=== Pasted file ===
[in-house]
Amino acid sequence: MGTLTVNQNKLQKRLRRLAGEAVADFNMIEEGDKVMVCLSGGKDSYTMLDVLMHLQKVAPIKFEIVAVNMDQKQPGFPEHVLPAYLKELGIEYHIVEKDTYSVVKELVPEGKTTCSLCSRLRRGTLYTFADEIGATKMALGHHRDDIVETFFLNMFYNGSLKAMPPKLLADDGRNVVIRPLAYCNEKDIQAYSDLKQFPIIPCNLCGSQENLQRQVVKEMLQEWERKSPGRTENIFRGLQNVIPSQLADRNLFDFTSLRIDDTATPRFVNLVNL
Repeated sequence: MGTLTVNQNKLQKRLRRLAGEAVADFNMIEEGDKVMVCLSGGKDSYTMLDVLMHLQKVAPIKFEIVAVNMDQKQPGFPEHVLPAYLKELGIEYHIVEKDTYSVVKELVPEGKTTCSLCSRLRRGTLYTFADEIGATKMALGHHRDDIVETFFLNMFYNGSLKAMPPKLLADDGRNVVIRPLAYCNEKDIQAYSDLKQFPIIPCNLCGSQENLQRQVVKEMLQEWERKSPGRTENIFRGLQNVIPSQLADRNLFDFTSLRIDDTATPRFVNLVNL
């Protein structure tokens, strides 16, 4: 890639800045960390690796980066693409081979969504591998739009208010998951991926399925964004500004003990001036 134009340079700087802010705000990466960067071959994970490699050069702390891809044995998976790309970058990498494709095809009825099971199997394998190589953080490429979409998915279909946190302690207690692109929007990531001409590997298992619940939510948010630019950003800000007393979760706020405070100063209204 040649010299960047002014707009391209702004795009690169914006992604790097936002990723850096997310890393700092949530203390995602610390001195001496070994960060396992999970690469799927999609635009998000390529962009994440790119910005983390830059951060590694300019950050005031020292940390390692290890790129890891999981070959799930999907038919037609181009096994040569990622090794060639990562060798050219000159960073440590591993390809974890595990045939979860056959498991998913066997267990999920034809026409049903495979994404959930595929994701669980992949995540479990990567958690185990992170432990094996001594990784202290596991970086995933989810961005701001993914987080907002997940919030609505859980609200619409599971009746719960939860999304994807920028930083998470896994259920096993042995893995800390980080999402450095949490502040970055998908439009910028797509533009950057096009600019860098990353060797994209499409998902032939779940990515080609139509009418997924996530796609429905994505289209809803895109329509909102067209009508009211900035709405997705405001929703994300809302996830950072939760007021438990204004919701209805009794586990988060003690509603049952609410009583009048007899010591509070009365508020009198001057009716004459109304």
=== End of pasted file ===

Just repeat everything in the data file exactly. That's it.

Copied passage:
[in-house]
Amino acid sequence: MGTLTVNQNKLQKRLRRLAGEAVADFNMIEEGDKVMVCLSGGKDSYTMLDVLMHLQKVAPIKFEIVAVNMDQKQPGFPEHVLPAYLKELGIEYHIVEKDTYSVVKELVPEGKTTCSLCSRLRRGTLYTFADEIGATKMALGHHRDDIVETFFLNMFYNGSLKAMPPKLLADDGRNVVIRPLAYCNEKDIQAYSDLKQFPIIPCNLCGSQENLQRQVVKEMLQEWERKSPGRTENIFRGLQNVIPSQLADRNLFDFTSLRIDDTATPRFVNLVNL
Repeated sequence: MGTLTVNQNKLQKRLRRLAGEAVADFNMIEEGDKVMVCLSGGKDSYTMLDVLMHLQKVAPIKFEIVAVNMDQKQPGFPEHVLPAYLKELGIEYHIVEKDTYSVVKELVPEGKTTCSLCSRLRRGTLYTFADEIGATKMALGHHRDDIVETFFLNMFYNGSLKAMPPKLLADDGRNVVIRPLAYCNEKDIQAYSDLKQFPIIPCNLCGSQENLQRQVVKEMLQEWERKSPGRTENIFRGLQNVIPSQLADRNLFDFTSLRIDDTATPRFVNLVNL
């Protein structure tokens, strides 16, 4: 890639800045960390690796980066693409081979969504591998739009208010998951991926399925964004500004003990001036 134009340079700087802010705000990466960067071959994970490699050069702390891809044995998976790309970058990498494709095809009825099971199997394998190589953080490429979409998915279909946190302690207690692109929007990531001409590997298992619940939510948010630019950003800000007393979760706020405070100063209204 040649010299960047002014707009391209702004795009690169914006992604790097936002990723850096997310890393700092949530203390995602610390001195001496070994960060396992999970690469799927999609635009998000390529962009994440790119910005983390830059951060590694300019950050005031020292940390390692290890790129890891999981070959799930999907038919037609181009096994040569990622090794060639990562060798050219000159960073440590591993390809974890595990045939979860056959498991998913066997267990999920034809026409049903495979994404959930595929994701669980992949995540479990990567958690185990992170432990094996001594990784202290596991970086995933989810961005701001993914987080907002997940919030609505859980609200619409599971009746719960939860999304994807920028930083998470896994259920096993042995893995800390980080999402450095949490502040970055998908439009910028797509533009950057096009600019860098990353060797994209499409998902032939779940990515080609139509009418997924996530796609429905994505289209809803895109329509909102067209009508009211900035709405997705405001929703994300809302996830950072939760007021438990204004919701209805009794586990988060003690509603049952609410009583009048007899010591509070009365508020009198001057009716004459109304």